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IOE Student Blog


A blog on life at IOE and education affairs written for students by students.


Debating Amongst the Best: My Journey at the 2020 World Universities Debating Championship in Bangkok

By IOE Blog Editor, on 4 June 2020

Assumption University Campus

The Assumption University campus was the most beautiful I’ve ever seen. Pictured is the lake and pagoda surrounded by the lush greenery of campus, glistening under the afternoon sun.

By Basak Su Aray.

Basak is a second year Social Sciences BSc student at the IOE and a committee member of UCL Debating Society.

It was the first weekend of November, and under the fluorescent lights sat ten or so of us, some scribbling last-minute notes while others studied the panel of adjudicators who were about to assess our performance. The trial for the 2020 World Universities Debating Championship was short yet intense, consisting of a single round of debating. By the end of the afternoon the judges had made their picks. Hearing my name called out amongst three others to represent UCL at the tournament was a moment of shock and joy I will never forget.

The World Universities Debating Championship is the world’s biggest debating competition, held yearly under the British Parliamentary debate format. The tournament, informally known as “Worlds,” takes place in a different host university each year and serves as a platform for university debaters from around the world to showcase debating ability, network and exchange ideas, and make a name for themselves on the international debating circuit. Debaters and judges are selected to attend by their institutions through a variety of processes. Many, like the UCL contingent, had competed in trials organised by their debating teams.

I joined the UCL Debating Society in the fall of 2019, merely a month before the trials for the prestigious competition. I had never debated before, and I sometimes felt intimidated amidst a group of articulate speakers, all of whom had years of experience in competitive debating prior to university. These fears were compounded in the trials, but I decided to try out anyway. Being chosen to be part of the two teams to represent UCL on the world stage despite doubting my abilities and potential serves as a reminder for anyone to believe in themselves and keep striving for their goals despite how impossible they might seem.

Worlds 2020 took place in Bangkok, Thailand, from December 28th to January 3rd. When I first arrived at Assumption University, the official host of the competition, I was mesmerised by the sheer beauty and grandeur of the campus. “This is crazy!” I remember whispering to another UCL debater after we had left the marbled interior of the Cathedral of Learning, designated the third largest university building in the world at 159 meters.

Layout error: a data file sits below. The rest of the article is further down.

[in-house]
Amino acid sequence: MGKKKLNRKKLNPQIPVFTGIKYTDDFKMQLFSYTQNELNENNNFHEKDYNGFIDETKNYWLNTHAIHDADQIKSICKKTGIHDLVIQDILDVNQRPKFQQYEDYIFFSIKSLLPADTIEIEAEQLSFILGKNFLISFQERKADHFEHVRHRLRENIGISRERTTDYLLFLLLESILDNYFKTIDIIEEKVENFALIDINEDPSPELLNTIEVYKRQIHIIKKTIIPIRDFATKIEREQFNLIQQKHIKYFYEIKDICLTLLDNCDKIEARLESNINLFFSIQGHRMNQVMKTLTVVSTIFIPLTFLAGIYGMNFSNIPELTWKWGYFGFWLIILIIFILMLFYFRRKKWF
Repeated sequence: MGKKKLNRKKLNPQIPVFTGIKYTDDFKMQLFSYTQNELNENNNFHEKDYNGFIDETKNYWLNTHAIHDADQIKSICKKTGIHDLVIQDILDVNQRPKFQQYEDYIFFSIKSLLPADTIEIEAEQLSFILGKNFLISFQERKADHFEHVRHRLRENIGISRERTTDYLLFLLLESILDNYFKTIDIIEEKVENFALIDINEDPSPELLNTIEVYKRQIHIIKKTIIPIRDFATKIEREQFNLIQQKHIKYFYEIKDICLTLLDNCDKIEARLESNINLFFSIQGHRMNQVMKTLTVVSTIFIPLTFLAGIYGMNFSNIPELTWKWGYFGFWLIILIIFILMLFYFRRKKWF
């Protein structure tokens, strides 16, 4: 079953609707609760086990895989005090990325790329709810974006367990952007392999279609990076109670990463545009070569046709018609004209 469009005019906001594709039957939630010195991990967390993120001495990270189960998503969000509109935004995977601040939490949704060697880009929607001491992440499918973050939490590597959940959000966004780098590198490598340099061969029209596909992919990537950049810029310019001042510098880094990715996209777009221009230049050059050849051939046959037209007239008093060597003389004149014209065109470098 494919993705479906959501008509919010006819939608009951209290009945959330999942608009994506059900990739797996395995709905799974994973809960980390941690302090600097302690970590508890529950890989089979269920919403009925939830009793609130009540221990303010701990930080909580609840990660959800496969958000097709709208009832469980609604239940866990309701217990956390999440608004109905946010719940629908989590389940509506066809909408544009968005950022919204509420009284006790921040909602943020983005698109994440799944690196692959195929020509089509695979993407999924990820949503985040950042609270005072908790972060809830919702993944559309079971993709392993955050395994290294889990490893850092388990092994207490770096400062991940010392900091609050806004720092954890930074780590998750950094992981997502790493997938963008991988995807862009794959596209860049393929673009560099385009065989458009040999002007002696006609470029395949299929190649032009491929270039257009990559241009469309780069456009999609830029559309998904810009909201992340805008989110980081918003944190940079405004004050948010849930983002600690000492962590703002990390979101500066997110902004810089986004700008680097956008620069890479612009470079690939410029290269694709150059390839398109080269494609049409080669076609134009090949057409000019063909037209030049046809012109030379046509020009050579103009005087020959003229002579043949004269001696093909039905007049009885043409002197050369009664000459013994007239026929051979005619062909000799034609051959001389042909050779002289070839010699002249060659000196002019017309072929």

Worlds 2020 constituted eight intense days of competitive debating atop talks, workshops, and socials. Every day leading up to the finals consisted of three rounds of debating, an exhausting schedule for both speakers as well as judges. The deliberation process was carried out by a chief adjudicator and two or three panel judges, dubbed “wings,” who assist in deciding on the final call. At a competition like Worlds, the judgement of the adjudicators carry immense value. Worlds judges are some of the most highly experienced, skilled debaters in the world, and their wealth of knowledge encompasses a diverse range of perspectives and lived experiences.

Throughout the competition, there were a total of nineteen rounds, each with a different motion ranging from a variety of social, economic, and political topics. Some examples of the motions include:

  • This House supports the rapid global elimination of both tariff and non-tariff barriers to free trade
  • This House believes that the Mexican government should adopt measures that enable one cartel to monopolise the drug market
  • This House would abolish the private ownership of (housing) property in major metropolitan areas

Under the British Parliamentary debating format, teams have fifteen minutes to come up with strategies to construct impactful and persuasive arguments for the motion at hand. The central aim of debating is to be able to present a sound argument for different viewpoints, no matter what your opinion or stances on a given topic may be.

Worlds 2020 was incredibly diverse, with a total of 434 teams and 1,117 students representing 50 countries.  I met some of the most inspiring and knowledgeable debaters from all across the globe. While it was intimidating to debate against some of the most experienced speakers in the world, being surrounded by the brightest debating minds continuously challenged and inspired me to improve my debating skills and become a better speaker.

Participating in Worlds was a once-in-a-lifetime opportunity that immensely improved my debating skills, broadened my world view, and allowed me to compete against some of the most talented debaters in the world. I hope that my experience at Worlds serves to inspire students to participate in competitive debating at UCL, regardless of prior experience. I am tremendously grateful to the Department of Social Science at IOE for providing financial support for flight costs, and to UCL Debating Society for selecting me to participate in the international competition.

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